BY DOMENIC ALLEGRA, ASSISTANT SPORTS EDITOR
It’s about an eight-hour plane ride and almost 4,000 miles to men’s soccer senior Gilian Buijk’s home in Wassenaar, Netherlands.
At the age of 4, Buijk figured out that he wanted to play soccer. It was while watching the Netherlands national team that he knew it was his calling. “I will never forget,” Buijk said. “I saw a guy score a goal and then he did a backflip after and I was like, ‘Wow, I want to be able to do stuff like that.’ So I’ll never forget that night, those 10 seconds. I was like, ‘Yo, Mom, I want to start playing soccer.’”
That memory still remains cemented in Buijk’s mind.
So after trying other sports growing up such as tennis, swimming, baseball, gymnastics and even breakdancing, he finally settled on soccer for good.
While he was finished playing those other sports, they seemed to help drastically with his ability to play soccer. “I would say especially breakdancing and gymnastics … because of the athleticism involved with those, I was able to move pretty well and pretty fast and pretty smooth for someone with my height,” Buijk said.
However, when it came time to attend university, Buijk sat at a crossroads. Either choose between soccer and academics and stay in the Netherlands or do both in America — but be almost 4,000 miles away from his family.
Buijk opted for the second option and went to Mason on scholarship. According to Buijk, he chose Mason because it was “very international.” He also really liked the coaching staff, particularly head coach Greg Andrulis.
“[Andrulis] was very open-minded about how he was gonna help me go through the whole process, the whole four years,” Buijk said. “And I loved the facilities, the field, the players and the location, it was very close to D.C.”
While Buijk did not have much to acclimate to coming from the Netherlands, he said that “I had to get acclimated [because of] not having my parents or my family … But I got adjusted to it pretty quick and I was already pretty familiar with the American culture.”
One thing did stand out to Buijk though: the way soccer is played in the U.S. versus in Europe.
“It’s very different,” Buijk said. “It’s a lot more physically driven. It’s like when the game is not going well, you need to work harder. But in Europe, it’s usually seen as if the game is not going well, you need to be smarter.”
He continued, “Instead of sprinting down 80 yards, maybe send somebody else to make a 20 yard run, pull somebody back and make a 20 yard run, and you cover the other 40 [yards]. It’s a lot more tactical and technical in Europe. It’s a lot more playing on the ground, passing, finding simple solutions, simple options and over here in America it is a lot more like long range, ball-driven trying to find the pockets behind the defense.”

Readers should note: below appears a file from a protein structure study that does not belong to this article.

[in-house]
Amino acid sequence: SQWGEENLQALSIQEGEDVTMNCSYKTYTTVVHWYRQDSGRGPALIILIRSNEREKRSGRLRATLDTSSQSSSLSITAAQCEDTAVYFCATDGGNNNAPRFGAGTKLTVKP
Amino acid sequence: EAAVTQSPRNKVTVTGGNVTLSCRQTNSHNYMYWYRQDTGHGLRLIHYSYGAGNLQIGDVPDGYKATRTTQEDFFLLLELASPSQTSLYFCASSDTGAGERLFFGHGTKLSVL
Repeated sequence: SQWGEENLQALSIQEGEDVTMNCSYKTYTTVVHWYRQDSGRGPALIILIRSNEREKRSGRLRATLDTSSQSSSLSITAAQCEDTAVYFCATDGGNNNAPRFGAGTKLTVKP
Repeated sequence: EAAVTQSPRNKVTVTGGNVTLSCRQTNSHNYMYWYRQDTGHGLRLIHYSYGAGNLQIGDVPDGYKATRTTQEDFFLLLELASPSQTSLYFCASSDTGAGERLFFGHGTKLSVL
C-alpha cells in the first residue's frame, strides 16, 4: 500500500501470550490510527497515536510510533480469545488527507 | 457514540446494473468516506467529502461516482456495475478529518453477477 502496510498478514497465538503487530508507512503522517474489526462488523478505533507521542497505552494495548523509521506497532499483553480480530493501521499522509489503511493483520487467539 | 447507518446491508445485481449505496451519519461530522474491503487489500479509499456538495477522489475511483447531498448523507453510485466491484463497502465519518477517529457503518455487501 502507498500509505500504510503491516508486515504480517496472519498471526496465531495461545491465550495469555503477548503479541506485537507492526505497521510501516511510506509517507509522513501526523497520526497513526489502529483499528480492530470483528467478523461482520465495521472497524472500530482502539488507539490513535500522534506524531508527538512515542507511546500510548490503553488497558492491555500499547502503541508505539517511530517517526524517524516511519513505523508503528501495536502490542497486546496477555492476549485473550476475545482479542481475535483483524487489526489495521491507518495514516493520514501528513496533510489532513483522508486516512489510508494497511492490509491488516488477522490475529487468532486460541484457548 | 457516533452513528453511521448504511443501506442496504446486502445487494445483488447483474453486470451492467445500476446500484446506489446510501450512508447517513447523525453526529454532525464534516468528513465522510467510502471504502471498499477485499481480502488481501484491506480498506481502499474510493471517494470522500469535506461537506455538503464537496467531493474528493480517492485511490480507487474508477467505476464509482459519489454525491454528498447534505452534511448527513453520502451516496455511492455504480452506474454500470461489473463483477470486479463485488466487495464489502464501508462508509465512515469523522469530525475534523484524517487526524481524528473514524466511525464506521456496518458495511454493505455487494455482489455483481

As a defender himself, Buijk does not always find himself on the stat sheet every night. However, the second of the two nights that he did remains his favorite memory since he stepped onto the pitch for Mason.
Men’s soccer played Davidson on Oct. 12 of the 2019 season and remained scoreless throughout regulation.
And then scoreless in the first overtime.
Mason entered the second overtime of the match.
Then came the 102nd minute of the game. Mason was on the attack.
Buijk described what was going through his mind as he scored the golden goal to win against Davidson.
“It was wild,” Buijk said. “I went up for the header and I didn’t put much power behind it, but it kind of just rolled past the goalkeeper and then it went in. And going through my mind was like ‘Oh my god, finally!’ you know after four seasons, finally, I get my goal; it was such an important goal at such an important time. Out of all the enthusiasm I even did a backflip myself and as soon as I landed all the guys were running towards me with big smiles on their faces. So that’s definitely — that’s what I do it for, moments like that.”
After Buijk scored his first career goal lots of texts and calls came in.
“My mom and dad, they watched the game so as soon as I went into the locker room, I just gave them a call and they’re like, ‘Oh my god, I’m so happy for you, that was awesome, well done!’” Buijk said. “I got a lot of messages from people saying how proud they were, how cool they thought it was and the celebration as well.”
Men’s soccer is close to qualifying for the Atlantic 10 Tournament and this will be a season to remember for Buijk whether they make it there or not.
As an information systems major, Buijk plans to head home to the Netherlands to work for the data analytics department of IKEA. He also hopes to get his Master’s while he’s home at Erasmus University before hopefully working for an international company that will send him back to the U.S.
However, until then, history seems to repeat itself. A young boy goes from watching a guy on TV score a goal and celebrating with a backflip to doing it himself. Who knows? Maybe a little boy was watching Buijk, thinking about how he wants to be just like him.